* Finally please remember that all of the above information is provided on the strict
proviso that any modifications or changes not carried out specifically by Classictrial,
are not guaranteed or warranteed in any way, and are entirely the responsibility
of the individual carrying them out, and that Classictrial are not responsible in
any circumstances for damage or injury that may occur as a result of poor workmanship
The lubrication requirements of a 2T trials bike are quite different to those of much more highly strung road race and MX machines! There appears to be a good deal of confusion related to this subject, as well as the selection of appropriate oils and correct fuel-oil mixing ratios, so hopefully this page will make things a little more clear, and reduce the amount of widespread myth-information relating to 2T lubrication for Trials!
In regard to older machinery manufactured when the relatively basic 2T oils then available effectively dictated rather oily fuel-oil mixtures, riders need to be aware of the fact that modern synthetic oils are a great deal more effective than those used in the 70's and 80's. In real terms this means that a modern fully synthetic oil mixed at 80:1 will provide far better lubrication performance and engine protection than old style oils mixed at 40:1!
In testing modern synthetic oils have been run at ratios of up to 160:1, with no problems, which is a measure of just how very effective they are! On all 2T motors a relatively large proportion of the intake charge of fuel/air finds it way out of the exhaust port, not having been burned in the combustion process. This is the main reason selection of an appropriate fuel/oil ratio is important, as very oily unburnt fuel tends to clog things up much faster than fuel with less oil added.
Essentially low heat/rpm Trials motors do not run hot enough to need the old style fuel-oil mixing ratios, when modern synthetic oils are being used. Using overly large amounts of oil is not likely to cause damage, but will slow the combustion process, reduce EGT (exhaust gas temperature), and clog absorption type exhausts much more quickly. The main reason road race and MX bikes require more oil, is to help with dissipating the far higher levels of heat generated by these motors.
The main effect of using overly large amounts of oil for Trials is that motors will be noticeably less responsive than those running on a more appropriate fuel/oil mix ratio. This lack of responsiveness will become more evident over a period of time as exhaust ducts become clogged with carbon and residues of oil not burnt in the combustion process. If you choose to use old style fuel-oil ratios, then its best to use a mineral or semi-synthetic oil, as these will burn more readily than fully synthetic lubricants, and this will reduce the effects of clogging.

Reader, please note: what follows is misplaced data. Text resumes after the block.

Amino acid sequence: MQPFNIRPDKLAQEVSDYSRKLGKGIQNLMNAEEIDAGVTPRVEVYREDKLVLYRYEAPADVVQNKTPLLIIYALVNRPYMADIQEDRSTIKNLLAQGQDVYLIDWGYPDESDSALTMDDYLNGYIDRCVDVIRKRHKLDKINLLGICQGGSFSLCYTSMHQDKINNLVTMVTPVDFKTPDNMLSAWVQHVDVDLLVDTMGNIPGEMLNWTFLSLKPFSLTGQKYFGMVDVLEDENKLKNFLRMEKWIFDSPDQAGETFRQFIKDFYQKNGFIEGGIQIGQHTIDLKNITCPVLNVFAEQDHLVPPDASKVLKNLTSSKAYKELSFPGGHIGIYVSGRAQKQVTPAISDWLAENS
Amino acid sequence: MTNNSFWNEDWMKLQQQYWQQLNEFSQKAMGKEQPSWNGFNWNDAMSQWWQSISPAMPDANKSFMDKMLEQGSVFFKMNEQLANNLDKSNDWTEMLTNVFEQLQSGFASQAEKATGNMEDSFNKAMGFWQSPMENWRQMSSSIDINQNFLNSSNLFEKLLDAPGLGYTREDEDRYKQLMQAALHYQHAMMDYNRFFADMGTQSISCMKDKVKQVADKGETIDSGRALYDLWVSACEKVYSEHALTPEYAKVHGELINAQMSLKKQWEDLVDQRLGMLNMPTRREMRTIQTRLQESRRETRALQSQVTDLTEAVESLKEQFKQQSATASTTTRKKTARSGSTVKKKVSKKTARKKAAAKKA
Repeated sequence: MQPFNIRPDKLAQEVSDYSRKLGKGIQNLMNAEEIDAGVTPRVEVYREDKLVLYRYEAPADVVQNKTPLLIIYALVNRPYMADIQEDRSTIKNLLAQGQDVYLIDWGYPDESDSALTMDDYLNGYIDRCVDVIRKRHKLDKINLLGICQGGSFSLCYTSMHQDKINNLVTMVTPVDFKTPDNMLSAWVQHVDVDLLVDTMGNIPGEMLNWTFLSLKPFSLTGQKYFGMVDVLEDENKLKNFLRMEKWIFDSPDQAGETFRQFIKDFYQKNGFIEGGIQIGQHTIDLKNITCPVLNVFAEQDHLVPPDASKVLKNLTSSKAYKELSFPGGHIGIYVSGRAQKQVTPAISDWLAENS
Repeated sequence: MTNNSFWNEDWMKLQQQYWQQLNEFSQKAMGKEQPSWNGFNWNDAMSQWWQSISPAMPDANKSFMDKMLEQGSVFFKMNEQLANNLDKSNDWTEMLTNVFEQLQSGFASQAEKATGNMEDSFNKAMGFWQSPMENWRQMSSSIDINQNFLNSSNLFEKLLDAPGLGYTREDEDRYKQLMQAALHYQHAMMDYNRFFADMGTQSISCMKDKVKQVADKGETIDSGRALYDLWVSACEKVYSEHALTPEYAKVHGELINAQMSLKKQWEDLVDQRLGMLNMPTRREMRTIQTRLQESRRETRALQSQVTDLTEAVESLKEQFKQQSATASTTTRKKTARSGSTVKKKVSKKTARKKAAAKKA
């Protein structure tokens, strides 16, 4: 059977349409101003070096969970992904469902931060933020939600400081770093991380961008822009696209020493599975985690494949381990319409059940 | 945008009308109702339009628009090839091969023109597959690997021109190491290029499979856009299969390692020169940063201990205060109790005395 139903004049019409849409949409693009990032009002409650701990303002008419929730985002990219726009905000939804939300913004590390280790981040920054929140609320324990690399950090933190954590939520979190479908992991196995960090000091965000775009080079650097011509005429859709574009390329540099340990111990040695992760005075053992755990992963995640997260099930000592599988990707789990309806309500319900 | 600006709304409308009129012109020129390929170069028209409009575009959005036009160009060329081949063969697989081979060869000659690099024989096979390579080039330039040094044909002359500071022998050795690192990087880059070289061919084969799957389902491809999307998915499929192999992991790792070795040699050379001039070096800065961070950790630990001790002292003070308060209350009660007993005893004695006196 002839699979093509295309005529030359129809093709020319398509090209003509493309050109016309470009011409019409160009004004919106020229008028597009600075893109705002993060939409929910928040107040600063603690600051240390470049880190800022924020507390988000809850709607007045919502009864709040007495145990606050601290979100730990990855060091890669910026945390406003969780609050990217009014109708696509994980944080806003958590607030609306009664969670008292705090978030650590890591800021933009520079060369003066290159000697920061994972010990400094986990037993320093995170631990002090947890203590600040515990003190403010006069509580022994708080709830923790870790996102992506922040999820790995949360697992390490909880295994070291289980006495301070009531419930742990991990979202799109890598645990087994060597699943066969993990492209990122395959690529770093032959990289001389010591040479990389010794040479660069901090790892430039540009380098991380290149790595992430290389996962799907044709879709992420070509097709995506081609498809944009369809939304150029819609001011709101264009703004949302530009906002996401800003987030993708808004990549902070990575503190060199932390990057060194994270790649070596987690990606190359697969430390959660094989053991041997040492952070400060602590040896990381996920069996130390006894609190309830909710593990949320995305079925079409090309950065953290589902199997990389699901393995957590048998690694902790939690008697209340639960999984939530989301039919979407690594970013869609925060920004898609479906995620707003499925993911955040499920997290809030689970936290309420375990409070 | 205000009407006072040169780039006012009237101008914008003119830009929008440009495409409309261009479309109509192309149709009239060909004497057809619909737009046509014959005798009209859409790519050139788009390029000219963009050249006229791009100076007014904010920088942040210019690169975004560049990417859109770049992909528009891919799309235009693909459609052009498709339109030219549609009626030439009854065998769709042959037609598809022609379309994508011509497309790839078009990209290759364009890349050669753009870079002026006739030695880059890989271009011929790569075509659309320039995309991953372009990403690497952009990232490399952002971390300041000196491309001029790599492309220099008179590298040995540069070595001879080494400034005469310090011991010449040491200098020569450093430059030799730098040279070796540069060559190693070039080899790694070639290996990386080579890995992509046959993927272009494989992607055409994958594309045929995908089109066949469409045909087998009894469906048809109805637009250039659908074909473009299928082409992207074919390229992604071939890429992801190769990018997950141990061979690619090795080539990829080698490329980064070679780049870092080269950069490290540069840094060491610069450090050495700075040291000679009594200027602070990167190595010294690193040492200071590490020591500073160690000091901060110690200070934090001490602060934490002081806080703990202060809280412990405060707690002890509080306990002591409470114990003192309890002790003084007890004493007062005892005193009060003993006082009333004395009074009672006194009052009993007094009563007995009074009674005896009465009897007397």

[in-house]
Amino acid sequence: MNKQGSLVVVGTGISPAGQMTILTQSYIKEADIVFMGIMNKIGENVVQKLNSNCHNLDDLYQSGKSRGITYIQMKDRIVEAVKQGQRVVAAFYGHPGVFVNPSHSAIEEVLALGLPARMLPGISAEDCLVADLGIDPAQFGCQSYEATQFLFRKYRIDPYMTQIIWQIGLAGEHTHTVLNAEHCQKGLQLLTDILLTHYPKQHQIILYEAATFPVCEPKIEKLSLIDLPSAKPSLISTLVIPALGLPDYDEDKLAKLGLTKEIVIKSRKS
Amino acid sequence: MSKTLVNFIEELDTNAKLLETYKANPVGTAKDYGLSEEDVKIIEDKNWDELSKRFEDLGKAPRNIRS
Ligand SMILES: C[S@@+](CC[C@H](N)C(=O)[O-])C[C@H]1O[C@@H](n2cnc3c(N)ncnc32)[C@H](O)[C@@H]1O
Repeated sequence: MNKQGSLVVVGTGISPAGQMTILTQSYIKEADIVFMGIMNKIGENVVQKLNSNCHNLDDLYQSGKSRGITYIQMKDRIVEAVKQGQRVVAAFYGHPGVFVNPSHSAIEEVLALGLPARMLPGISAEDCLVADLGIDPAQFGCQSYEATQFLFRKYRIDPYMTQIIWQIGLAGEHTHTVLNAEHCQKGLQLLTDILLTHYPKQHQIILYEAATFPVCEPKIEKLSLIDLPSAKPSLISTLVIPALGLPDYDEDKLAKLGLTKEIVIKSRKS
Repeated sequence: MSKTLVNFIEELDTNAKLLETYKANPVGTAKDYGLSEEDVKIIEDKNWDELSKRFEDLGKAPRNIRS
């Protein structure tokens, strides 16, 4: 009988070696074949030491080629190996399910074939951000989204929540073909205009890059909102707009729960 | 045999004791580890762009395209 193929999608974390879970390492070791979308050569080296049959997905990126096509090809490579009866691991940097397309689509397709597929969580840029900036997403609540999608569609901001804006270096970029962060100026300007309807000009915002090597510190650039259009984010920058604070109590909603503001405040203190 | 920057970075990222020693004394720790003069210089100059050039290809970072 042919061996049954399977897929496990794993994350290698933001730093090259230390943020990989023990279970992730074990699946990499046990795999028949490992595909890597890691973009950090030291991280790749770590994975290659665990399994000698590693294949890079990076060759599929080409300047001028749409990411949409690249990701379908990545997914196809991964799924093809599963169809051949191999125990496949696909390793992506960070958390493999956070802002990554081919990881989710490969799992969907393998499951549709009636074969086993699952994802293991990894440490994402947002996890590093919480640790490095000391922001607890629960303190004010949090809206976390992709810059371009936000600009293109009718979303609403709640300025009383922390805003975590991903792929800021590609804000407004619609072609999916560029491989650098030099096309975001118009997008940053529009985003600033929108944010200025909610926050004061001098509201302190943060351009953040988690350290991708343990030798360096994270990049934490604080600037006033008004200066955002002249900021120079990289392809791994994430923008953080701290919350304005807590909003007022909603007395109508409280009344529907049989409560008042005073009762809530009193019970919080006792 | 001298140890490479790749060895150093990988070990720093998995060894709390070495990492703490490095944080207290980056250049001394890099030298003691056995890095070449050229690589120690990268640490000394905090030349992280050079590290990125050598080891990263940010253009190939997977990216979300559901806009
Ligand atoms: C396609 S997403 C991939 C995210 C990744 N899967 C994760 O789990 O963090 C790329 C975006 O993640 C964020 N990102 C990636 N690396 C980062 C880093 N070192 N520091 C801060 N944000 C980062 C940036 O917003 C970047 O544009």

In terms of mix ratios using fully synthetic oils, 80:1 is fine for modern water-cooled trials machines, and taking into account the slightly higher running temperatures of air cooled motors 70:1 for these bikes. However for Trials applications we would strongly recommend the use of a fully synthetic race type 2T oil such as Castrol XR77, which is specifically designed for competition use. We would advise seeking advice from oil producers on mix ratios, if you chose to use low smoke road type lubricants, some of which are of very low viscosity due to the amount of kerosene added.
Use of 2T lubricants containing vegetable oils is not advisable for Trials machines, as while castor based vegetable products perform very well in high rpm/heat race engines, they are simply not required for Trials machines. Use of such oils can lead to problems with gumming up internal parts, fuel oil separation, as well as not providing the type of corrosion protection afforded by a good synthetic lubricant. Oils made using synthetic base with a small proportion of vegetable oil (such as Castrol 747) are more appropriate, but are better suited for use with leaded race fuels.
A common fallacy relating to 2T lubrication is that machines with “steel” cylinder liners, require far more oil than those with Nikasil type cylinders. In point of fact the material a cylinder is made from has nothing to do with the amount or the type of oil required. However if a cylinder has been poorly finished, bore clearance is not correct, or low quality pattern pistons are being used, then using excessive amounts of oil may possibly help to prevent engine damage.
Finally in regard to the use of current alcohol enhanced unleaded fuels, it is very difficult to get any real idea of how a motor is running by recourse to checking the spark plug colour. This means that it's only too easy to have problems when attempting to set up carburetion (especially the main jet size). Working in conjunction with Honda HRC, Castrol have managed to overcome these difficulties through the introduction of XR77, which is specially formulated to work with modern unleaded fuels, and will also provide accurate plug colour readings.
Many thanks to the technical departments of Fuchs/Silkolene, Ammsoil, and Castrol for help with accurate information concerning 2T lubricants, and specific end use applications.